Anastasia Of The Three MilnesTuesday, March 27, 2007
My relationship with the three Milne sisters came about as an addendum to my friendship with fellow photographer Ian McGuffie. I first met Carol Milne when she worked at Lens & Shutter in the early 80s. I remember her as a glamourous woman who had a penchant for wearing magnolias in her hair. In subsequent gatherings with her at the Railway Club she came to the conclusion I was a chauvinist pig and all shields were up. The fact that I indicated I wanted to photograph her lovely cleavage might have been part of the problem. A second sister, whose name I have forgotten, was a bus driver when I first met her. Our conversations were pleasant. The third sister, Anastasia, was much more elusive, glamourous and mysterious. She would appear at parties at Carol's house with a young man she mostly igored. She moved exactly like Audrey Hepburn in Breakfast at Tiffany's.
Sometime in the early 90s Ian suggested we photograph Anastasia together. This was an odd request. I never chose to ask Ian if in his past he had a relationship with either Carol or Anastasia, but there was something there. In the early 90s I was exploring photographic sensuality in my version of Helmut Newton. Since I could not find luxurious Paris hotels for my experiments I made Tony Ricci's Marble Arch my headquarters and in particular one of the better rooms that featured a sitting room, a separate bathroom and an ominous chain lock on the door.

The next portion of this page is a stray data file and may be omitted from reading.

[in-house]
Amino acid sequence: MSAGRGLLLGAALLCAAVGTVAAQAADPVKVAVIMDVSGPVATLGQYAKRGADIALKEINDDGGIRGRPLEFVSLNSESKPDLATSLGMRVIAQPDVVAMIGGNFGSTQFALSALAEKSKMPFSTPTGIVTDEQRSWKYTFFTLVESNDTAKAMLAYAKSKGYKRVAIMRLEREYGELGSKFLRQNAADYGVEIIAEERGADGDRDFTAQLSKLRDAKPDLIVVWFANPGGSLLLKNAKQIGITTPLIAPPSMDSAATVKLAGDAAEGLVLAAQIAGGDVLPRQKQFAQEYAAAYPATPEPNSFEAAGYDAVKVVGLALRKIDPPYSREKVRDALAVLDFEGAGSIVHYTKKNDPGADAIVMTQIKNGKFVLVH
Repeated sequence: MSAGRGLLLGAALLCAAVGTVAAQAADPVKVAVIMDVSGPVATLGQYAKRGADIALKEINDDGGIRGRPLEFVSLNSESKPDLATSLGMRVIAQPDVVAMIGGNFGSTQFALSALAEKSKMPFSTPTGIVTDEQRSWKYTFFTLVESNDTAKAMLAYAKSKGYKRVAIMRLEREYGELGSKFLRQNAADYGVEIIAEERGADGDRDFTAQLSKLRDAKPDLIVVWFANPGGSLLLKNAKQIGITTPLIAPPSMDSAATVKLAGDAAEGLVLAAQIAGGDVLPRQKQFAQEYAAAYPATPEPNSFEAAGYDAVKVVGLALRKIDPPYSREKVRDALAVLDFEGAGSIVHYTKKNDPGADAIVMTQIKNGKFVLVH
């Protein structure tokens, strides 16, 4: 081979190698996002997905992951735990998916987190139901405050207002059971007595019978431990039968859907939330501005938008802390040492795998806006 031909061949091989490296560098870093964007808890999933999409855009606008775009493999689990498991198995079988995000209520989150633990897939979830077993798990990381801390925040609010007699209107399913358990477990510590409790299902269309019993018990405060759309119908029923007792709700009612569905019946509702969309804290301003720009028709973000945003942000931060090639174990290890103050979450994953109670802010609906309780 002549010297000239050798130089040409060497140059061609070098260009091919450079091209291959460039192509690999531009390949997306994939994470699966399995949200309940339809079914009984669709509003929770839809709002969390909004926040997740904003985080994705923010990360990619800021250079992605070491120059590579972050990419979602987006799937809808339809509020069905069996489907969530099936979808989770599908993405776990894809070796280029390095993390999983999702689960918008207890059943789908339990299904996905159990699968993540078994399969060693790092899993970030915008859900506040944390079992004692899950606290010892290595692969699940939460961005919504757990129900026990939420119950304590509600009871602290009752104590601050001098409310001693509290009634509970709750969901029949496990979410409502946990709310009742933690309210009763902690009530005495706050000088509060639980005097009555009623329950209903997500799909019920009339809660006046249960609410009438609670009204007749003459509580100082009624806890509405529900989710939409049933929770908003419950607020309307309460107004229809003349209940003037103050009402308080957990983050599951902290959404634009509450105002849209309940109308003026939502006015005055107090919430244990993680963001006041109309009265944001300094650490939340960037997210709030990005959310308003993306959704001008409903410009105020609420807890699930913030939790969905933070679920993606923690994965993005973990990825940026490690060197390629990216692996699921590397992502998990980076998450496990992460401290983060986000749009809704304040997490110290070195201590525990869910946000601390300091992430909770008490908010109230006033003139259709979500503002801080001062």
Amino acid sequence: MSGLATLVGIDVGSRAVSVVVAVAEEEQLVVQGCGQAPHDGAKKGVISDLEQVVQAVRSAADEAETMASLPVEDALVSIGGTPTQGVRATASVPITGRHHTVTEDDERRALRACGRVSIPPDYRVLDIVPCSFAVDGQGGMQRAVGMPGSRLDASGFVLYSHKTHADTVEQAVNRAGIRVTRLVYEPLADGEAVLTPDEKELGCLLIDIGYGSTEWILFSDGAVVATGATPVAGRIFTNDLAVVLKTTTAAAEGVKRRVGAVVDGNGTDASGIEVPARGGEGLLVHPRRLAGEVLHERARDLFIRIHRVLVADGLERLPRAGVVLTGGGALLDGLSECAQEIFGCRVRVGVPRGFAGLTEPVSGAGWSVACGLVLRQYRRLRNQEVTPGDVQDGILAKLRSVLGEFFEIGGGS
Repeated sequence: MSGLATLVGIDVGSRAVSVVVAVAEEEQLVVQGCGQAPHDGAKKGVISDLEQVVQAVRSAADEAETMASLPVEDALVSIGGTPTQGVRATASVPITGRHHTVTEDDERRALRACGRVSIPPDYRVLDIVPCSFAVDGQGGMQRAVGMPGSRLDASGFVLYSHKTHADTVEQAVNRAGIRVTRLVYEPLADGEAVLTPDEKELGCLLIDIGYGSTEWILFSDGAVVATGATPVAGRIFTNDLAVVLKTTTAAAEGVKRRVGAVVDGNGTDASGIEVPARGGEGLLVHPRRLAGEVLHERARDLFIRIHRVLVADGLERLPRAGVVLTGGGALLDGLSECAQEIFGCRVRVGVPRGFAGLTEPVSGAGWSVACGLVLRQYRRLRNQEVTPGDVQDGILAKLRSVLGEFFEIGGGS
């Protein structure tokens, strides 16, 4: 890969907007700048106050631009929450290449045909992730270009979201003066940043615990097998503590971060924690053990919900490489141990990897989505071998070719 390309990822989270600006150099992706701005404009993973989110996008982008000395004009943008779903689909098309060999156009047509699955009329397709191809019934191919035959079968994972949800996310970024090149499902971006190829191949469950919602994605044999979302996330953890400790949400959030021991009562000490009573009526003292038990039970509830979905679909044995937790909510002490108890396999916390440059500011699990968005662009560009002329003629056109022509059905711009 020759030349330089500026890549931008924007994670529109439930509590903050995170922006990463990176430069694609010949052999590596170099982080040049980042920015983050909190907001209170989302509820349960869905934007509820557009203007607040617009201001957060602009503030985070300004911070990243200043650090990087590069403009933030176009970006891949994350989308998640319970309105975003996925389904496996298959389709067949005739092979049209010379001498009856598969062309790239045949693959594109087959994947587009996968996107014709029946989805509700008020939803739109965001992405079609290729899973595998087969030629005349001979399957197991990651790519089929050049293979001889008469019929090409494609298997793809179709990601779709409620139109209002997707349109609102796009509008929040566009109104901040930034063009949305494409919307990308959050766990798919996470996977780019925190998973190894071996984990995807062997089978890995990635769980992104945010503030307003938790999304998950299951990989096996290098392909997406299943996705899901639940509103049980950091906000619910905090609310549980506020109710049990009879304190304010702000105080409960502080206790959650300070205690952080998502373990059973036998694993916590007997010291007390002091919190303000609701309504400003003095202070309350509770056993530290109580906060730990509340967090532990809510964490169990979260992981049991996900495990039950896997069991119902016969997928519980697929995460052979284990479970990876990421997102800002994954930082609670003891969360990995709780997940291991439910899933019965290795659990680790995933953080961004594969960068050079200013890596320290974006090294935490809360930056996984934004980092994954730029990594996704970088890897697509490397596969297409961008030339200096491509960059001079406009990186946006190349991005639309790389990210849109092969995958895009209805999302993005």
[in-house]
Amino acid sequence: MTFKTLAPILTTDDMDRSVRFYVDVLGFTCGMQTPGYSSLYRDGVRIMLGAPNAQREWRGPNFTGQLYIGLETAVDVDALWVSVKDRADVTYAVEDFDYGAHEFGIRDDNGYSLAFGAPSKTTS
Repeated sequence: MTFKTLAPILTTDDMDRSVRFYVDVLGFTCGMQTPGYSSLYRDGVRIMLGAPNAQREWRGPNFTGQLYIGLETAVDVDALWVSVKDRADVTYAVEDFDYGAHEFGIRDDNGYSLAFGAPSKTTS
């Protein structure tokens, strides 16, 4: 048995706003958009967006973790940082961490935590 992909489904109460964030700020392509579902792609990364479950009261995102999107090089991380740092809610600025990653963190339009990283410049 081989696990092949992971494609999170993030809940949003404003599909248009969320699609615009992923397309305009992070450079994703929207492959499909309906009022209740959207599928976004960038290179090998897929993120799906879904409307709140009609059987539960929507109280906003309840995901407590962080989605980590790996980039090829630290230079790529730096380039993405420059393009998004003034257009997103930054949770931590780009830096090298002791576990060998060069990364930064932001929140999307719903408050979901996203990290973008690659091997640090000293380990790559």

With my shoot with Anastasia I further tried out an extremely sharp film, Technical Pan and I used both my conventional medium format camera and a 6x9 inch German Gevabox. The latter was a fixed focus and most primitive box camera. The first picture, top left, is an example of the Gevabox.
Tony gave me access to two rooms and the procedure was that one of us would wait in one room while the other would take photographs of Anastasia. I never saw Ian's pictures and he indicated that Anastasia hated mine. I quickly buried the negatives in my files. Looking at them now I don't think they are all that bad. I did learn one thing and that was to appreciate torn nylons.
Perhaps I simply never got past a perfunctory knowledge of what the Milne sisters were all about.